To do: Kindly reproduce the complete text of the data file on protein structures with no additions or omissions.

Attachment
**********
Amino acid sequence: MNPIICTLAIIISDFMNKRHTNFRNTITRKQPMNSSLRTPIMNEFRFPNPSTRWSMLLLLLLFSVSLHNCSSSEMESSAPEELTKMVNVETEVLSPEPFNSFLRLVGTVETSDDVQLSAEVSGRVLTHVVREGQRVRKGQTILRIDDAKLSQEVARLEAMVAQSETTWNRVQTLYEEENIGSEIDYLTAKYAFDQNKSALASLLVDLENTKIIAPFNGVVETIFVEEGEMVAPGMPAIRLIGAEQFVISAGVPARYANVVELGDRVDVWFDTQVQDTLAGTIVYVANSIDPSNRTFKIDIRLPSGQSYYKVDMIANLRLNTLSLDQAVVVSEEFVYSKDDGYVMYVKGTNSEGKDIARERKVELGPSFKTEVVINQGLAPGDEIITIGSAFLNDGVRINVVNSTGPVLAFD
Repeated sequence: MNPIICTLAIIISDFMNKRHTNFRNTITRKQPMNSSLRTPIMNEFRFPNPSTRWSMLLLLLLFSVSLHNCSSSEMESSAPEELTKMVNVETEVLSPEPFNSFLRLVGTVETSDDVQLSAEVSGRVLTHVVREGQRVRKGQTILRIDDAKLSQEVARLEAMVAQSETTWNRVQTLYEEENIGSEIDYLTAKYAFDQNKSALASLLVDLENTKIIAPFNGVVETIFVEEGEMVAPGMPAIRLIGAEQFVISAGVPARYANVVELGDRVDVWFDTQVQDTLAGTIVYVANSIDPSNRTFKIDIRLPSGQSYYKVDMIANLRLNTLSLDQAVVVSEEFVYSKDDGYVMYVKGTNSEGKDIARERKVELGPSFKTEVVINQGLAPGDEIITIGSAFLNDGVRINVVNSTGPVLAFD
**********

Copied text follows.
Amino acid sequence: MNPIICTLAIIISDFMNKRHTNFRNTITRKQPMNSSLRTPIMNEFRFPNPSTRWSMLLLLLLFSVSLHNCSSSEMESSAPEELTKMVNVETEVLSPEPFNSFLRLVGTVETSDDVQLSAEVSGRVLTHVVREGQRVRKGQTILRIDDAKLSQEVARLEAMVAQSETTWNRVQTLYEEENIGSEIDYLTAKYAFDQNKSALASLLVDLENTKIIAPFNGVVETIFVEEGEMVAPGMPAIRLIGAEQFVISAGVPARYANVVELGDRVDVWFDTQVQDTLAGTIVYVANSIDPSNRTFKIDIRLPSGQSYYKVDMIANLRLNTLSLDQAVVVSEEFVYSKDDGYVMYVKGTNSEGKDIARERKVELGPSFKTEVVINQGLAPGDEIITIGSAFLNDGVRINVVNSTGPVLAFD
Repeated sequence: MNPIICTLAIIISDFMNKRHTNFRNTITRKQPMNSSLRTPIMNEFRFPNPSTRWSMLLLLLLFSVSLHNCSSSEMESSAPEELTKMVNVETEVLSPEPFNSFLRLVGTVETSDDVQLSAEVSGRVLTHVVREGQRVRKGQTILRIDDAKLSQEVARLEAMVAQSETTWNRVQTLYEEENIGSEIDYLTAKYAFDQNKSALASLLVDLENTKIIAPFNGVVETIFVEEGEMVAPGMPAIRLIGAEQFVISAGVPARYANVVELGDRVDVWFDTQVQDTLAGTIVYVANSIDPSNRTFKIDIRLPSGQSYYKVDMIANLRLNTLSLDQAVVVSEEFVYSKDDGYVMYVKGTNSEGKDIARERKVELGPSFKTEVVINQGLAPGDEIITIGSAFLNDGVRINVVNSTGPVLAFD